This Week's Money Question: A Peek Inside My Portfolio

This week’s question is being showcased over at the Silicon Valley Blog About Money and it takes a look at what some fellow personal finance bloggers hold in their portfolios. Today’s installment highlights my very own allocation.

My Asset Allocation

Here is a snapshot of my holdings. Most people are probably thinking I’m an idiot for having so much invested in bonds. Don’t worry, there is a method to this madness. Find out more about my portfolio as well as those of some other familiar faces and see how even with a lot of bonds you can beat the market.

Author: Jeremy Vohwinkle

My name is Jeremy Vohwinkle, and I’ve spent a number of years working in the finance industry providing financial advice to regular investors and those participating in employer-sponsored retirement plans.

4 comments
CT
CT

First of all for the downturn question, I agree that timing the market is difficult/impossible, but there are some general things to look out for. The two most important indicators are inflation and the Fed interest rates. The Fed reduces inflation by raising interest rates, but sometimes this slows down the economy so much that we have a recession (this caused the timing of the tech bubble crash in 2000). Basically if the economy is shaky (not much inflation) but the Fed is still raising the rates, you have a good chance of seeing the market go down.

For international etfs, I like international small cap (DLS/GWX) and Pacific ex-Japan (DND). Intl. small cap gives you the growth of emerging markets without as much political risk. DND is a mix of Australia, Singapore, and Hong Kong. HK may be overvalued short term, but is still a good long term play. Australia is a good bet because it is seeing a lot more trade due to the growth of China. Australia also gives you good exposure to the commodities markets, because Australia is a huge raw materials exporter.

Moon
Moon

Okay, I see that now. Your only portfolio adjustment would be in bond credit quality if you saw 3 consecutive down quarters in the equities market(s). I wasn't looking for advice, just like to compare / contrast others' approaches with my own. Thanks for the clarification.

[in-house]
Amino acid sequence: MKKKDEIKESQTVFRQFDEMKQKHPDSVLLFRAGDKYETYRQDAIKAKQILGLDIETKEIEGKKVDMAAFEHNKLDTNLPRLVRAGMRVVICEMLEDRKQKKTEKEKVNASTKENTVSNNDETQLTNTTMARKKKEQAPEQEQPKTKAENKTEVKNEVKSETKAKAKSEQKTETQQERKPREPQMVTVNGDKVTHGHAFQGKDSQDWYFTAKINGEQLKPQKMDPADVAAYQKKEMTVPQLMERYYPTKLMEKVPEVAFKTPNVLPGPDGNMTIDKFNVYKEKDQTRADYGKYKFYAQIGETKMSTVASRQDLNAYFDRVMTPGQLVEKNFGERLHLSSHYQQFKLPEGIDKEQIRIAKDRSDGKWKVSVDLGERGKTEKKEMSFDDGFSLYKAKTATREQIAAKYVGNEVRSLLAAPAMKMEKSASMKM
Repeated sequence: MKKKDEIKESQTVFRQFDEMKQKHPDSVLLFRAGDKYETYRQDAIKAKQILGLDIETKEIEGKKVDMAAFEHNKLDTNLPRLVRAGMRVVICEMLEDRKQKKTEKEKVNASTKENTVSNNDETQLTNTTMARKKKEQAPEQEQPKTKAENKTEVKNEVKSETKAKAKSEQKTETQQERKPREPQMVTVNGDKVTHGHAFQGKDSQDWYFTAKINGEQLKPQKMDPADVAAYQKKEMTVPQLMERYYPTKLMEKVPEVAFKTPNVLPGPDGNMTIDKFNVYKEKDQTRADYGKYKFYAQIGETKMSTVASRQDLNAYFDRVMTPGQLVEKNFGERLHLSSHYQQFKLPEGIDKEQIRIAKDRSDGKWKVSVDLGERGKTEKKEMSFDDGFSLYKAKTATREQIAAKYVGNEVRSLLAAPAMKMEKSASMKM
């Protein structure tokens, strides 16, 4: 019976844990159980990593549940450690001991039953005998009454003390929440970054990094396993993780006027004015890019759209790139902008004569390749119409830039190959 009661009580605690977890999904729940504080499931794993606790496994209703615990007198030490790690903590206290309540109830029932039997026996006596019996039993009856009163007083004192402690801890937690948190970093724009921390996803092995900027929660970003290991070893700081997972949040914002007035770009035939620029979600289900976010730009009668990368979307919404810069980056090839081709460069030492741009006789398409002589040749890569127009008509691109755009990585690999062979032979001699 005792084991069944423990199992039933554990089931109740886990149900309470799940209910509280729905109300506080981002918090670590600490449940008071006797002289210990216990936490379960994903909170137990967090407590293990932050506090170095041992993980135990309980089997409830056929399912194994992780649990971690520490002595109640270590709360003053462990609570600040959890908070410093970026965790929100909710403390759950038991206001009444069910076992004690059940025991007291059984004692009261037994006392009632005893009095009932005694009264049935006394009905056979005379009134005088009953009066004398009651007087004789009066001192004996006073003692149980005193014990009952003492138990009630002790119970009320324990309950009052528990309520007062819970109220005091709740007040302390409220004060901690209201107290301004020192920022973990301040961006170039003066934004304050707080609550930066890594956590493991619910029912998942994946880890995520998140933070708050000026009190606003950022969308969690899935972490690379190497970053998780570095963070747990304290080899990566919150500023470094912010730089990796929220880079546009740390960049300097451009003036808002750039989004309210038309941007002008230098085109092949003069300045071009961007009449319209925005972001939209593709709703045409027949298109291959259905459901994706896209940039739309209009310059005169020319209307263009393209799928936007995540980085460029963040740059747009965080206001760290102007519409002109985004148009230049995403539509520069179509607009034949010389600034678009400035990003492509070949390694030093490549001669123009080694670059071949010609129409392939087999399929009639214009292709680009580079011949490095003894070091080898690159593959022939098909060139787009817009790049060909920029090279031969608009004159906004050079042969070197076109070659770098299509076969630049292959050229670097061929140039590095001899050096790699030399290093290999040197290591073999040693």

Jeremy
Jeremy

Well to answer your questions, as far as number 1 goes, it is almost impossible to be able to entirely predict a a downturn, let alone how long it will last. But I look at it in terms of quarters. If the overall equities market is down 3 consecutive quarters that would make me consider allocating the bonds/cash position into more safe or stable investments for some downside protection.

2. Well that term is subjective and depending on what you are talking about it can mean different things. Yes, if you are talking about an investment horizon, I say 10 years or more is "long". But if you are talking about market trends that period shortens quite a bit. For example if the stock market was negative for 3 consecutive years, I would consider that a long period of time in regards to the trend of the market. So when I said long period of time, I simply meant the direction of the market.

3. This is where asset allocation comes in. Regardless of what the market was doing I wouldn't deviate from my target allocation of between a 60/40 or 70/30 mix. If you try to move heavy into equities to chase a bull market or move to bonds when you think the markets will go down you are setting yourself up for failure since you are trying to time the market.

So if I expected the market to go down and it doesn't like you suggest, I don't have much to worry about since I still have plenty in equities taking advantage of the up market. Even if it goes sideways, not a big deal since I still have plenty of income-generating investments as well.

Moon
Moon

That was a fun read. I have a few questions re: "...in the event the market looks to be headed down for a long period of time".

1. How will you go about identifying that condition when or as (but not after) it occurs?

2. "long period of time" is subjective; what is your definition of it? (I overheard someone recently who was asked this question. They answered 4-6 yrs, and I was a bit surprised. At the very least, long term means 10 yrs to me, and more often it means something like 30 yrs.)

3. And instead of "heading down", what happens if you decide the market looks to be headed nowhere (either up or down more than a few pts each yr) for that same long period of time? Would you adjust your portfolio?